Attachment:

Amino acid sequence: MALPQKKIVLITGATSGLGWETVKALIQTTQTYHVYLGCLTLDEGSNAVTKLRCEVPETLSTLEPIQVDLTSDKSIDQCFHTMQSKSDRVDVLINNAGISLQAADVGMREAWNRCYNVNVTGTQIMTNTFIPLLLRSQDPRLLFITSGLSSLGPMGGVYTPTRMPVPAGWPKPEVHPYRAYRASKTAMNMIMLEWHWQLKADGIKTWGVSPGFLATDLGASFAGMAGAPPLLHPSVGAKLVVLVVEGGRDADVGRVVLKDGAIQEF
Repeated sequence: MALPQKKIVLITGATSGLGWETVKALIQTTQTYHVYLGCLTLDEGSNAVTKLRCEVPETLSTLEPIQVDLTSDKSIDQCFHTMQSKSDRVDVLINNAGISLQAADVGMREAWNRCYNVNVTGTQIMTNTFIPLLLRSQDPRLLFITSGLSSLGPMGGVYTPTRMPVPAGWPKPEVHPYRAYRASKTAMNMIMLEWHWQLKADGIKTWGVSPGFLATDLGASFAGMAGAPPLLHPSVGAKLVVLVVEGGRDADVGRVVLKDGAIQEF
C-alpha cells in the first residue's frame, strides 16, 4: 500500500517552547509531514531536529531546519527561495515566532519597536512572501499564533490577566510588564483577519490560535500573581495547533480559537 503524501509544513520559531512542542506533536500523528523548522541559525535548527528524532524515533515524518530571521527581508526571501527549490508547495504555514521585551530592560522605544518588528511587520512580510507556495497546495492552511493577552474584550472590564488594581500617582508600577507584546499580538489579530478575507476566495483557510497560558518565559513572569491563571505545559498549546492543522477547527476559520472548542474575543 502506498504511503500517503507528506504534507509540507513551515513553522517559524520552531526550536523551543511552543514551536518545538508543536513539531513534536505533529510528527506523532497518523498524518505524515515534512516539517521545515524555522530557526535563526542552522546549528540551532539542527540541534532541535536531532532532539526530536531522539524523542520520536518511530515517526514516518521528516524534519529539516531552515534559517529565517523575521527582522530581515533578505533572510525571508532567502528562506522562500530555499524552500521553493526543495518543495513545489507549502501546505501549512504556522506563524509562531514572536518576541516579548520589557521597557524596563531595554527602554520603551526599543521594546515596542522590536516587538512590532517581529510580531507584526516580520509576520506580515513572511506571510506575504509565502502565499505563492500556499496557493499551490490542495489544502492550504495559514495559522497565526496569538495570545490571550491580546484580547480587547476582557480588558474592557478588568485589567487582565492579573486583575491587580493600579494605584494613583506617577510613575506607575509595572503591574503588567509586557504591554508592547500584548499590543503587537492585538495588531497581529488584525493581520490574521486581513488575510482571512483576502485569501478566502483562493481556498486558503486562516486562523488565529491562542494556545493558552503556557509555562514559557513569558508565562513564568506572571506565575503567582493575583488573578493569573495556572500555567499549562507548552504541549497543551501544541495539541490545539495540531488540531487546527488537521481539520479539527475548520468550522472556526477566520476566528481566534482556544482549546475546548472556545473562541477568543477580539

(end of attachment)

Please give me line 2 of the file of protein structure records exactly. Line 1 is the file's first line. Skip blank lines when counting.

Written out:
Repeated sequence: MALPQKKIVLITGATSGLGWETVKALIQTTQTYHVYLGCLTLDEGSNAVTKLRCEVPETLSTLEPIQVDLTSDKSIDQCFHTMQSKSDRVDVLINNAGISLQAADVGMREAWNRCYNVNVTGTQIMTNTFIPLLLRSQDPRLLFITSGLSSLGPMGGVYTPTRMPVPAGWPKPEVHPYRAYRASKTAMNMIMLEWHWQLKADGIKTWGVSPGFLATDLGASFAGMAGAPPLLHPSVGAKLVVLVVEGGRDADVGRVVLKDGAIQEF